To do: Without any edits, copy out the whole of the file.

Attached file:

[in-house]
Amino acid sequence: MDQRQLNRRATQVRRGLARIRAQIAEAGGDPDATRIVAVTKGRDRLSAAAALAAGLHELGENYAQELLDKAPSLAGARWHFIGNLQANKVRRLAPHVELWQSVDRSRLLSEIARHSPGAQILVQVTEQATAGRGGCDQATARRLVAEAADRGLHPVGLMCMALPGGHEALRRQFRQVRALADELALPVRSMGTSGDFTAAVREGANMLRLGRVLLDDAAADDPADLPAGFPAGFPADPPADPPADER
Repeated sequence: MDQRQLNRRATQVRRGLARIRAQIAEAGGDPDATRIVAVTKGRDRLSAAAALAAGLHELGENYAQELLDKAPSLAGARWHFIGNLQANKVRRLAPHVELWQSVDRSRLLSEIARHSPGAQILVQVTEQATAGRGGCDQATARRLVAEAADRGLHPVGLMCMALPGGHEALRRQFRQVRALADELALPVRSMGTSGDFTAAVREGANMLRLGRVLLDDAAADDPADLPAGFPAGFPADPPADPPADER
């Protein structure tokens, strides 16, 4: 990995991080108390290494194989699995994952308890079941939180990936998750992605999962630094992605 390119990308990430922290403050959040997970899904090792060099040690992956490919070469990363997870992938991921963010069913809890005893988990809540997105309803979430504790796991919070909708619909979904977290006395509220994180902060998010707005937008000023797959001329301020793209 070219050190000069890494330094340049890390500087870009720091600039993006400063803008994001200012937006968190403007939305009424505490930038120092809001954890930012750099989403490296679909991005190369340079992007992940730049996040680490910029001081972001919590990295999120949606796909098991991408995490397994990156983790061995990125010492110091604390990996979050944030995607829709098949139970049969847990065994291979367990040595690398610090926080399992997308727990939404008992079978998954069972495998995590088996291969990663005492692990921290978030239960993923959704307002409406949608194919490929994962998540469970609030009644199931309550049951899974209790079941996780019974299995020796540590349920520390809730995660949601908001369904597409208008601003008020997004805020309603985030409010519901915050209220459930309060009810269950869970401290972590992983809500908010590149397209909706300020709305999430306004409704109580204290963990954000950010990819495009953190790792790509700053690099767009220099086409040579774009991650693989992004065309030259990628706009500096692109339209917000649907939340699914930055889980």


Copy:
[in-house]
Amino acid sequence: MDQRQLNRRATQVRRGLARIRAQIAEAGGDPDATRIVAVTKGRDRLSAAAALAAGLHELGENYAQELLDKAPSLAGARWHFIGNLQANKVRRLAPHVELWQSVDRSRLLSEIARHSPGAQILVQVTEQATAGRGGCDQATARRLVAEAADRGLHPVGLMCMALPGGHEALRRQFRQVRALADELALPVRSMGTSGDFTAAVREGANMLRLGRVLLDDAAADDPADLPAGFPAGFPADPPADPPADER
Repeated sequence: MDQRQLNRRATQVRRGLARIRAQIAEAGGDPDATRIVAVTKGRDRLSAAAALAAGLHELGENYAQELLDKAPSLAGARWHFIGNLQANKVRRLAPHVELWQSVDRSRLLSEIARHSPGAQILVQVTEQATAGRGGCDQATARRLVAEAADRGLHPVGLMCMALPGGHEALRRQFRQVRALADELALPVRSMGTSGDFTAAVREGANMLRLGRVLLDDAAADDPADLPAGFPAGFPADPPADPPADER
């Protein structure tokens, strides 16, 4: 990995991080108390290494194989699995994952308890079941939180990936998750992605999962630094992605 390119990308990430922290403050959040997970899904090792060099040690992956490919070469990363997870992938991921963010069913809890005893988990809540997105309803979430504790796991919070909708619909979904977290006395509220994180902060998010707005937008000023797959001329301020793209 070219050190000069890494330094340049890390500087870009720091600039993006400063803008994001200012937006968190403007939305009424505490930038120092809001954890930012750099989403490296679909991005190369340079992007992940730049996040680490910029001081972001919590990295999120949606796909098991991408995490397994990156983790061995990125010492110091604390990996979050944030995607829709098949139970049969847990065994291979367990040595690398610090926080399992997308727990939404008992079978998954069972495998995590088996291969990663005492692990921290978030239960993923959704307002409406949608194919490929994962998540469970609030009644199931309550049951899974209790079941996780019974299995020796540590349920520390809730995660949601908001369904597409208008601003008020997004805020309603985030409010519901915050209220459930309060009810269950869970401290972590992983809500908010590149397209909706300020709305999430306004409704109580204290963990954000950010990819495009953190790792790509700053690099767009220099086409040579774009991650693989992004065309030259990628706009500096692109339209917000649907939340699914930055889980």